The 2012 New Zealand Olympic campaign should be judged an outstanding success - six gold medals, two silver and five bronze. Fifteenth on the overall medal tally is a great effort for a nation of four and a half million people. On a per capita basis, New Zealand was placed fourth overall.
So, are we doing enough to maintain these results and hopefully improve them?
The most pleasing aspect of the 2012 Games is the performance of rowing, with three gold and two bronze medals. For the past four years rowing has had the benefit of a world-class high performance centre at Karapiro, with world-class coaching and support services to match. That is a recipe we are in the process of delivering for other targeted sports.
In 2010, the Government approved funding for a new high performance sport strategy, lifting funding from $40 million to over $60 million a year through to 2014. Most of this funding is flowing through to athletes in the form of enhanced grants or services, but some is providing capital for cornerstone investments in high performance facilities.
The largest of these is a new velodrome and centre of excellence for cycling in Hamilton. The Government has invested $7 million in this $28 million project.
In June, the Prime Minister opened the new national training centre for High Performance Sport New Zealand at AUT's Millennium Institute on the North Shore - a $43 million project, to which the Government contributed $15 million.
Very soon work will start on a new $23 million aquatic centre on the same site, made possible by a $3.85 million grant from philanthropist Owen Glenn, among others, with some Government support.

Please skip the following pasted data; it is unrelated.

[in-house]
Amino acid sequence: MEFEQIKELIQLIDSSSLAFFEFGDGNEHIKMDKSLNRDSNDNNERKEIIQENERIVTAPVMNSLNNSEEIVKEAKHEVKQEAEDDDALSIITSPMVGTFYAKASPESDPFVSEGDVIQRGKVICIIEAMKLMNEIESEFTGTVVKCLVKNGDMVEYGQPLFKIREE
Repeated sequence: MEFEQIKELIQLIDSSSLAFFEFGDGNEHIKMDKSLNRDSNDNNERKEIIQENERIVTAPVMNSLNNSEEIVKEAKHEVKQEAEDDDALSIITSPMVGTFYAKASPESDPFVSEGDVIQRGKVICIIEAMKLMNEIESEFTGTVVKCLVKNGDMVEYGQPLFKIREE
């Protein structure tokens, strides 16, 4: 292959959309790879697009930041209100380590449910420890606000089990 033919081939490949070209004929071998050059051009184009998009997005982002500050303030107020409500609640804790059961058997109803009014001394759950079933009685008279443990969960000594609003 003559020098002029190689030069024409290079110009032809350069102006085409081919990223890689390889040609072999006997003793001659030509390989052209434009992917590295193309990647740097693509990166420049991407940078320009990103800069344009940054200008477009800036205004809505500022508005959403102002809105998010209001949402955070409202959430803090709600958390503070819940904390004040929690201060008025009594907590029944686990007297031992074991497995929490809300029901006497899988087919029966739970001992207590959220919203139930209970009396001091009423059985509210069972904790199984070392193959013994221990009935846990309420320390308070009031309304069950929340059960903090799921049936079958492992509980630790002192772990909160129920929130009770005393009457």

In Takapuna, only council approvals are required to start work on a fully funded $8.5 million (Government contribution of $3 million) Ocean Sports Centre - an elite facility for yachting and a range of other sports.
Meanwhile, a cornerstone investment is being held ready to ensure our kayakers also have a world-class centre of excellence, once key decisions are made about location.
So, high performance sport is in a building phase.
The 50 per cent budget increase from 2010 will provide sufficient funding to take us to the next level.
By 2014, when the current budget squeeze starts to ease, and the major capital projects that will provide our network of high performance assets are completed, we will again look at what is required to take us forward.
During this period we will keep working to expand our partnerships with corporate and philanthropic donors - taxpayers should not be the only funders of high performance sport.
We need more Owen Glenns to put their hands up.
New Zealand is part way through an ambitious expansion of its high performance sport systems, and in 2012 our Olympic athletes have demonstrated what an outstanding investment this will be.